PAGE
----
European Commission claims Malta has no justification for trapping derogations

March 1, 2021 1:27 pm

The European Commission has recently reiterated in a very clear manner its position on Malta’s finch trapping derogation, claiming once again that Malta has no justification for it. It also made it clear that legal action has in fact been initiated and insisted that Malta needs to be reminded that it had agreed to phase out trapping within five years of joining the European Union (EU), as stated in Malta’s Accession Treaty itself.

This was the outcome of a high-level conference on “Hunting under the Birds Directive: An open debate on the state of play”, hosted on 25th February 2021 by the European Parliament’s Intergroup on “Biodiversity, Hunting, Countryside” in conjunction with the European Federation for Hunting and Conservation (FACE).

Finch trapping in Malta had to be phased out within five years of Malta joining the EU

Malta’s EU Accession Treaty was clear that trapping had to be phased out

The debate also tackled the issue of derogations. Deputy Head of the Nature Unit in the European Commission’s Directorate-General for Environment Dr Micheal O’Briain was very critical of Malta’s approach to derogations, mentioning that legal actions against Mata have commenced and justice would take its course. Dr O’Briain explained that he was heavily involved in drafting the Accession Treaty for Malta and reminded how Malta was the only country that ever got a transition period to align with the EU’s Birds Directive. In fact, it was Malta’s responsibility to ensure – as agreed at accession – that after five years of phasing out trapping, there will be no further trapping.

He also explained that while the initial derogations were already found to be illegal by the European Court of Justice (ECJ), now Malta is trying the scientific approach. This approach, while raising several doubts on its scientific value, could have only taken place during the phasing-out period. Dr O’Briain continued to explain that tradition cannot be a justification to breach EU directives and insisted that the European Commission acts against all countries fairly as it has done with other countries like France and Spain.

BirdLife Europe’s Senior Head of Policy Mr Ariel Brunner insisted that in light of the crisis of loss of bird species in Europe he expects the hunting fraternity to play their part in working to change anything that is harming birds like wrong agriculture policy and loss of habitat. On the contrary, what we are witnessing is a lot of whining because countries are being asked to observe the European Birds Directive.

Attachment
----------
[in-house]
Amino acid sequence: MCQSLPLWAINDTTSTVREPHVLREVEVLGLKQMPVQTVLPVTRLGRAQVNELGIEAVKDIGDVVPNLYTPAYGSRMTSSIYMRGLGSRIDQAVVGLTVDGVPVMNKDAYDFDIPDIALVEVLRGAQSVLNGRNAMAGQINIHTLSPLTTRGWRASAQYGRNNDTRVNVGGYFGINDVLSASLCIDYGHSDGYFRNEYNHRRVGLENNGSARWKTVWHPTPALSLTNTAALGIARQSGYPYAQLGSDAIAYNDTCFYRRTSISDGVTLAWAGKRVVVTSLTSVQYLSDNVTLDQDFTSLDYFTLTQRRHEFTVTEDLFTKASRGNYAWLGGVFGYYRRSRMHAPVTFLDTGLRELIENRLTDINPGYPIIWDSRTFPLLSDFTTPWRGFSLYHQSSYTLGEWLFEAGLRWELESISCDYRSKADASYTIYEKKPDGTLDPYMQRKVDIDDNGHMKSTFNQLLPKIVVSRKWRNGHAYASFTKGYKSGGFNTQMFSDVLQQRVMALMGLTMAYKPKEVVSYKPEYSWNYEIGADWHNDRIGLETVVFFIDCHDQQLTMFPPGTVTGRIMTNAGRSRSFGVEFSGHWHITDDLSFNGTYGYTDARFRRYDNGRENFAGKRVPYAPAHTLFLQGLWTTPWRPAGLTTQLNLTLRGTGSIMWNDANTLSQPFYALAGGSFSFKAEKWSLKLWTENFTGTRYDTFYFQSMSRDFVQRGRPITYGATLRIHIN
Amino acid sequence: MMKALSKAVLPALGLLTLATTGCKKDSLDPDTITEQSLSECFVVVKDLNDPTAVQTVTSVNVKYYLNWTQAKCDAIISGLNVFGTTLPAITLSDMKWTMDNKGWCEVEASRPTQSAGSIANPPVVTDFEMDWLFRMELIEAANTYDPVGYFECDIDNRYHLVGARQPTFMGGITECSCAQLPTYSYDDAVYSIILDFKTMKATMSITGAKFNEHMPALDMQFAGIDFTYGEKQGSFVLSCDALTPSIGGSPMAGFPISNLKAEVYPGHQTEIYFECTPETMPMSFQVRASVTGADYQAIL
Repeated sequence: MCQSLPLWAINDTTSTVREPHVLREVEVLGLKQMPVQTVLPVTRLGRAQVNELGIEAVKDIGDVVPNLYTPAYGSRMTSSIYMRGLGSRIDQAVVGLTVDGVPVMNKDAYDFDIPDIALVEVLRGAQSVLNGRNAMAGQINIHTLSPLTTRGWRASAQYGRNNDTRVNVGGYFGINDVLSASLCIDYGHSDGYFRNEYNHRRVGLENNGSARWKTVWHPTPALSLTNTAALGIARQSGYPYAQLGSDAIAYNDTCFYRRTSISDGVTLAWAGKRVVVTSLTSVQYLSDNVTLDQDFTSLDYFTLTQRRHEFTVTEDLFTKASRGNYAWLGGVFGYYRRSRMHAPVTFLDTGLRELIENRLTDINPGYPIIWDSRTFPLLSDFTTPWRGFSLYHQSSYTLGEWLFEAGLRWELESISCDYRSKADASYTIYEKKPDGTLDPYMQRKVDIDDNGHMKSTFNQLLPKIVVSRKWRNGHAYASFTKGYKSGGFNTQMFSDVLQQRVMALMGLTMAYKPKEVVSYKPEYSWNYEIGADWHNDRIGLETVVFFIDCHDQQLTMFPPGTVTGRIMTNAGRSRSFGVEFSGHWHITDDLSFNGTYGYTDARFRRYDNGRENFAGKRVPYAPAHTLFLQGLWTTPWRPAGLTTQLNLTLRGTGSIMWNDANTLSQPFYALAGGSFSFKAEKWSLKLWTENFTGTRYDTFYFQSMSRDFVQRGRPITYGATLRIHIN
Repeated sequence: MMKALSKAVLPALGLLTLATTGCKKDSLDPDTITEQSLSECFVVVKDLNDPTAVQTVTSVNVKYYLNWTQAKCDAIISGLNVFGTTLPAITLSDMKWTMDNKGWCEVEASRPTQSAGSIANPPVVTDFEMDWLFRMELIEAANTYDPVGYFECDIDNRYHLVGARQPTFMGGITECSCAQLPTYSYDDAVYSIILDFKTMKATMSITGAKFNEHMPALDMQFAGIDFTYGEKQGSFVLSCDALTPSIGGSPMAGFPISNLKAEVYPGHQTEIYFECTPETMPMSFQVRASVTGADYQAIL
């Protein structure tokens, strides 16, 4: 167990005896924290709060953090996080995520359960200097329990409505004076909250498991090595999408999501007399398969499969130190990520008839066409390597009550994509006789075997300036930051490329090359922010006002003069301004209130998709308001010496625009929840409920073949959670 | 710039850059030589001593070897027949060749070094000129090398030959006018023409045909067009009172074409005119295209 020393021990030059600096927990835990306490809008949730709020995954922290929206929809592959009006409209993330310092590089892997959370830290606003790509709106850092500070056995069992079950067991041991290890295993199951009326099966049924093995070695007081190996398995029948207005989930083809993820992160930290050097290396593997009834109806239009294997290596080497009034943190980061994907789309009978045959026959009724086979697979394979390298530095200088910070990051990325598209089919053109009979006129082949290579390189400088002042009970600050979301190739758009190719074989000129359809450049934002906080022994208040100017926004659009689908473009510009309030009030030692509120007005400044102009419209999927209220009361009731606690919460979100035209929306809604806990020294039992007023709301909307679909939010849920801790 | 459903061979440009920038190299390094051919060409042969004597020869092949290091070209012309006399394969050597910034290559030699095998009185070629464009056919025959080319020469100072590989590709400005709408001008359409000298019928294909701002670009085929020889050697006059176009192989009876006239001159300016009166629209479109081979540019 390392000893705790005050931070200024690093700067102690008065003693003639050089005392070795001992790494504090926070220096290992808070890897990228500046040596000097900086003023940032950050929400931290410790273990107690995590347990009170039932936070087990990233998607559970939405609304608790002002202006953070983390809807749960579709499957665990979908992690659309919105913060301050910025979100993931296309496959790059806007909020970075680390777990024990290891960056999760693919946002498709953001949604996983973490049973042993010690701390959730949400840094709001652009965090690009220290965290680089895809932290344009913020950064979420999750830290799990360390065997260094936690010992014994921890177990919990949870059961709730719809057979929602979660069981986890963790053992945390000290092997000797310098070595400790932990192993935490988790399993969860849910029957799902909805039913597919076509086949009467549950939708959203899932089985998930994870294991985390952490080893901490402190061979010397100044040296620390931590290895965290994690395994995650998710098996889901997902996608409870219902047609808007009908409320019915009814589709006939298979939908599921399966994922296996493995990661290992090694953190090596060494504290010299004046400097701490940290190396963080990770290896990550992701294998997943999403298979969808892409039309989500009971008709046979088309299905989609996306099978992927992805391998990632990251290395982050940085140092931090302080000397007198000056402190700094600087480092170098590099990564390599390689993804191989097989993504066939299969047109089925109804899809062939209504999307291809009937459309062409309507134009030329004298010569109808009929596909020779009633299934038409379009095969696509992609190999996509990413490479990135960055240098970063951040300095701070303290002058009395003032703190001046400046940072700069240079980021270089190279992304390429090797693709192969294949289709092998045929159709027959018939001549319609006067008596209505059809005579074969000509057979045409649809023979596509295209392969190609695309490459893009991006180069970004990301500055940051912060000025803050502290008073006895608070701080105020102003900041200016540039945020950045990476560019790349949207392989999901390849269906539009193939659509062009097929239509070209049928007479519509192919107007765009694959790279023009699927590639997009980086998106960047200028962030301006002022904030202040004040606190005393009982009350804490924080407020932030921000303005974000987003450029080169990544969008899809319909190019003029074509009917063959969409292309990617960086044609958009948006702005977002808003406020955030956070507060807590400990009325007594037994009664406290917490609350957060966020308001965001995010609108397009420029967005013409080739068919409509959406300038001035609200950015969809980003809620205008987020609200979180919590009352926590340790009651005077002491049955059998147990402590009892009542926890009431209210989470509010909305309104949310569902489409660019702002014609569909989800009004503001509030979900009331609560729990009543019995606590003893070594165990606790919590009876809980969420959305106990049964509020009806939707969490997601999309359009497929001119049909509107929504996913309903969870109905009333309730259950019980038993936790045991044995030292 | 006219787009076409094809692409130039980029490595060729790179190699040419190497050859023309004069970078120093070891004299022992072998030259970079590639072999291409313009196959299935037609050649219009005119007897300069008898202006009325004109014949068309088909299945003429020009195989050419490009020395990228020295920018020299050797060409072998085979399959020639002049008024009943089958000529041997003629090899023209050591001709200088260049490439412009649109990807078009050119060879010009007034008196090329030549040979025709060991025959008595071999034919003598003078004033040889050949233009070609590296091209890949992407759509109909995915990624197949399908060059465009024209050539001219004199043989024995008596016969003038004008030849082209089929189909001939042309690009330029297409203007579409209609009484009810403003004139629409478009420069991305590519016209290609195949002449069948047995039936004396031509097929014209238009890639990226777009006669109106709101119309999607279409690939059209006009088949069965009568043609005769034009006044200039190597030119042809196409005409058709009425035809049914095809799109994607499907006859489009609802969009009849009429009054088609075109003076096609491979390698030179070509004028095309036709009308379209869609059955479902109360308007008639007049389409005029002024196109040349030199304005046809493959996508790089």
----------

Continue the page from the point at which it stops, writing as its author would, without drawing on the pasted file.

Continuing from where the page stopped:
He reminded that sustainable hunting is the taking of the increment of species’ figures and hence species that have declined should not be hunted. He emphasised the fact that hunters should be more disciplined to become credible in collecting data of amounts being hunted, something which has been abused and failing for decades. He stated that the onus is on the hunters to prove they are hunting sustainably and if they do not know the amounts being harvested, then the claim of sustainable hunting remains fiction.

BirdLife Malta has always been advocating on the same lines as Dr O’Briain’s and Mr Brunner’s points and it welcomes the recent developments by the Directorate-General for Environment within the European Commission with great satisfaction. BirdLife Malta CEO Mark Sultana stated: “Malta has been abusing from the European Birds Directive for a number of years. This, together with the fact that – unlike what some claim – Malta has failed to control hunting and trapping activities, and with enforcement now practically inexistent and rampant illegalities on the increase, is a disgrace. We keep on insisting with the Prime Minister to take the direction and ethos of the European Green Deal seriously and stop further derogations. If this plea continues to fall on deaf ears, we expect the European Commission to continue with the Infringement Procedures to bring Malta in line with the EU Directives for the benefit of the Maltese citizens and Europe in general.”

A video on finch trapping that was aired during last week’s open debate was heavily criticised by Dr Micheal O’Briain from the European Commission and by Mr Ariel Brunner from BirdLife Europe as biased propaganda. In their interventions, they both declared that it is disappointing to see such a debate being hijacked by propaganda of an activity which the European Union is challenging at the moment.

Read the Maltese version of the press release here.